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Hi,

 

As to the concern in your second paragraph: I am very sorry that I haven’t been able to follow up 639 issues as closely as I would have wished to during the last several months. I am now in the process of catching up, doing quite a lot of it on my free time. Please let us not discuss this under the current thread. (To avoid drowning: please just one issue per thread.)

 

The main issue here seems to have two aspects: (1) Should 639-5 have “group nodes” at positions in the hierarchy where there is just one (and cannot theoretically be more than one) sub-item. (2) If so, is the proposal below ok.

 

I don’t have strong opinions, but some experts did express very clearly during the development of 639-5 that it is indeed desirable to have such “group nodes”. As project editor I just implemented what was a clear consensus among project participants: (a) All “top nodes” need to be “group nodes”; (b) “important” nodes further down (e.g. hyx) should be “group nodes”. The current proposal just intends to fill a gap (an error on the part of the project editor).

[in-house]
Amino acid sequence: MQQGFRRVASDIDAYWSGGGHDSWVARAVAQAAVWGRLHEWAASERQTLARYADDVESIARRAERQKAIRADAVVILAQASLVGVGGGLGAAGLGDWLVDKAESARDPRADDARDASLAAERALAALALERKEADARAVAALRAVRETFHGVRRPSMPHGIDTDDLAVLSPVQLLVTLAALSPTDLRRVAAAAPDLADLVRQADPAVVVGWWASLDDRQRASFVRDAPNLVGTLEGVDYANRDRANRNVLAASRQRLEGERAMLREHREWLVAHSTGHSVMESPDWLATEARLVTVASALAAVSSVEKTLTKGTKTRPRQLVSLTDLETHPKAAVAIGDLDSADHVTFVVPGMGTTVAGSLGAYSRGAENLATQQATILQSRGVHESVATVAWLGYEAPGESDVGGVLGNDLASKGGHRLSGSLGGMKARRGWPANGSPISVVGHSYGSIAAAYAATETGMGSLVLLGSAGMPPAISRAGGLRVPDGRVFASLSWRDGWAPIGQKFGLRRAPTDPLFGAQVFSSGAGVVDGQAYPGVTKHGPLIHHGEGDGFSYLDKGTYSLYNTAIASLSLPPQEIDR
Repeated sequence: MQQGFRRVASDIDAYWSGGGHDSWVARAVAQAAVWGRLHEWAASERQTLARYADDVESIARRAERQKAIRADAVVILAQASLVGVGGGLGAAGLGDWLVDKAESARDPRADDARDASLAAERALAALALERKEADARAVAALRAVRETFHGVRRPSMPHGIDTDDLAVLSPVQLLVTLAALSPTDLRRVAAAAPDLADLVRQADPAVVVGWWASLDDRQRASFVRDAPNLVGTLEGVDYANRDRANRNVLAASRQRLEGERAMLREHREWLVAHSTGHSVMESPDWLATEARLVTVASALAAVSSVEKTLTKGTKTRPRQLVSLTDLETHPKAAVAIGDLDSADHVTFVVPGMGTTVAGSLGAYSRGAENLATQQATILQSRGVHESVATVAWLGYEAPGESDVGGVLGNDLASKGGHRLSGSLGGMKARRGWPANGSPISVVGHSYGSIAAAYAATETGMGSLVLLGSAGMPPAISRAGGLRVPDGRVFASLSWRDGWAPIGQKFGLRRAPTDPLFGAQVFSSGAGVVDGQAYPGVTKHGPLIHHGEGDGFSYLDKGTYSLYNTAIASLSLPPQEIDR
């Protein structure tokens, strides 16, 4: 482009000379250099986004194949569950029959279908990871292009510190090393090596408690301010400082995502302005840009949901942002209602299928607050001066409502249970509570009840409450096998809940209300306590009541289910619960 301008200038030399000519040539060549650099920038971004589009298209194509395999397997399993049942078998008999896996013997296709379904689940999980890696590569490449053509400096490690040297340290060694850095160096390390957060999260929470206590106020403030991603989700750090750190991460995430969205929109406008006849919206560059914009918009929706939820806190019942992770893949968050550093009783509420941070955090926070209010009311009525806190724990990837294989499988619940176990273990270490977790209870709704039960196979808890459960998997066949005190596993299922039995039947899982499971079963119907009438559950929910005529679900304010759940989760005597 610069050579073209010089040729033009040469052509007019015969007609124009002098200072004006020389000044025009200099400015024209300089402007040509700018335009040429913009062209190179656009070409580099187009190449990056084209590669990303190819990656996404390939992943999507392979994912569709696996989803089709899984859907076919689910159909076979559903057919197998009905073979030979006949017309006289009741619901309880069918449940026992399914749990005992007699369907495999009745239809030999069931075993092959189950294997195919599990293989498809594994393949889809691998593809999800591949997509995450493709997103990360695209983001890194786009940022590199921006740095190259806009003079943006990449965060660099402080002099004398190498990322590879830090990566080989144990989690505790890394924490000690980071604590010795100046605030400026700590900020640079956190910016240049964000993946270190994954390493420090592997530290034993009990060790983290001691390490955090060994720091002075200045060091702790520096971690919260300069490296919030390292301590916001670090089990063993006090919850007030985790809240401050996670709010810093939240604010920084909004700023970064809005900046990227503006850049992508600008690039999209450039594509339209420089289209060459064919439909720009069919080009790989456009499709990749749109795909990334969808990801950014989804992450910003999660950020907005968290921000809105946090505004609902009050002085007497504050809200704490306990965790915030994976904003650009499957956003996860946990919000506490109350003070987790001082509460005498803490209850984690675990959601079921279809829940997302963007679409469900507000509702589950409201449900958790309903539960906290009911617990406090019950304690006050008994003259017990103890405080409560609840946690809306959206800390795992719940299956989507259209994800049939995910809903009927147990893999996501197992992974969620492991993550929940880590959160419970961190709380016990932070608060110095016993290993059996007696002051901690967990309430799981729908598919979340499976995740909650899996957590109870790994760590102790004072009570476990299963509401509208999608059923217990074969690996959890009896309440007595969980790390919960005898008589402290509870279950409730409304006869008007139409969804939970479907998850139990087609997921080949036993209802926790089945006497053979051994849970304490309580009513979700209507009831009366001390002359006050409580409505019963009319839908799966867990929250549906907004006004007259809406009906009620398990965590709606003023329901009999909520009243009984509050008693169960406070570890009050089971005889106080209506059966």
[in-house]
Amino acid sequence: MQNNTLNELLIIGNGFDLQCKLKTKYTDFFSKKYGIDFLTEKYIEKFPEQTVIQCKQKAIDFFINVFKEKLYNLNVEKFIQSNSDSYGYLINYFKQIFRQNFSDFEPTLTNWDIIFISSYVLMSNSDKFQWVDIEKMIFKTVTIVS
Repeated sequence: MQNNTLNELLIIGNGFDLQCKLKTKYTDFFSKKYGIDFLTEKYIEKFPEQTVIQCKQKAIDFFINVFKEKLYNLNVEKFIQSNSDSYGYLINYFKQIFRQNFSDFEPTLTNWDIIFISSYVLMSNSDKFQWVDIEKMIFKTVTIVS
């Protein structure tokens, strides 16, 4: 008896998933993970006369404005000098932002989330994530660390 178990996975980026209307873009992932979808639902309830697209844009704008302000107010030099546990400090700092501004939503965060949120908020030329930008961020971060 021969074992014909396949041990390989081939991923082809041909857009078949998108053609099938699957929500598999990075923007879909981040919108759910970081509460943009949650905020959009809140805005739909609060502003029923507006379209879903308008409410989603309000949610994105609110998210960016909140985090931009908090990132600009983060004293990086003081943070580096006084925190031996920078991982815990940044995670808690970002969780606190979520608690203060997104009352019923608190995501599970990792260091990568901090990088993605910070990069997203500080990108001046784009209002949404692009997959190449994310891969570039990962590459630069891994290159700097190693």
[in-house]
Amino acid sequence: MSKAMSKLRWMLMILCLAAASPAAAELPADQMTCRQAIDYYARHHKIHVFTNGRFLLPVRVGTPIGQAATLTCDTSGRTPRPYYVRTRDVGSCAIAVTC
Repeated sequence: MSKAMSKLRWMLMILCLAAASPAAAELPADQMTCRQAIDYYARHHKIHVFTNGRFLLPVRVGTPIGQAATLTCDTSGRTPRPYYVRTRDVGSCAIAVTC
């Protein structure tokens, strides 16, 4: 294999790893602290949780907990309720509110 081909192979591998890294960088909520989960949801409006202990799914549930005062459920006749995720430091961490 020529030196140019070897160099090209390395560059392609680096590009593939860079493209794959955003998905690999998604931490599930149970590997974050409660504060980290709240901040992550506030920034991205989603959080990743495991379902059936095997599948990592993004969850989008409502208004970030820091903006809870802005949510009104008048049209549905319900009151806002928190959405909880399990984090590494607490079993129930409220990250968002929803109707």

The principle was discussed during the development of 639-5. A change of the principle would be a matter of a revision of 639-5.

 

Best regards,

Håvard

 

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Håvard Hjulstad

  Standard Norge / Standards Norway

  [log in to unmask] <blocked::mailto:[log in to unmask]> 

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Fra: ISO 639 Joint Advisory Committee [mailto:[log in to unmask]] På vegne av Joan Spanne
Sendt: 12. november 2008 00:28
Til: [log in to unmask]
Emne: Re: ISO 639-5 item needed - Korean (family)

 


Håvard, 

I have in the past asked specifically for a clarification of the meaning of “hyx – Armenian (family) – arménien (famille)” and “jpx – Japanese (family) – japonais (famille)” in contrast to the individual language in each case. Until that is given, I am not in favor of adding further code elements that are not clearly distinguished from individual language elements in Parts 2 and 3. 

I have copied my message of 6 Sept.  2007 which includes these and a number of other questions to which you have made no response. There are also other outstanding maintenance issues with regard to Part 5, most notably that Papuan languages [paa] should be above Trans-New Guinea languages hierarchically, not below it. 

-Joan 

----- Forwarded by Joan Spanne/IntlAdmin/WCT on 2008-11-11 05:09 PM ----- 

ISO639-3/IntlAdmin/WCT 
Sent by: Joan Spanne 

2007-09-06 02:54 PM 

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Re: ISO 639-5 bigger issues

 

		



Håvard and all,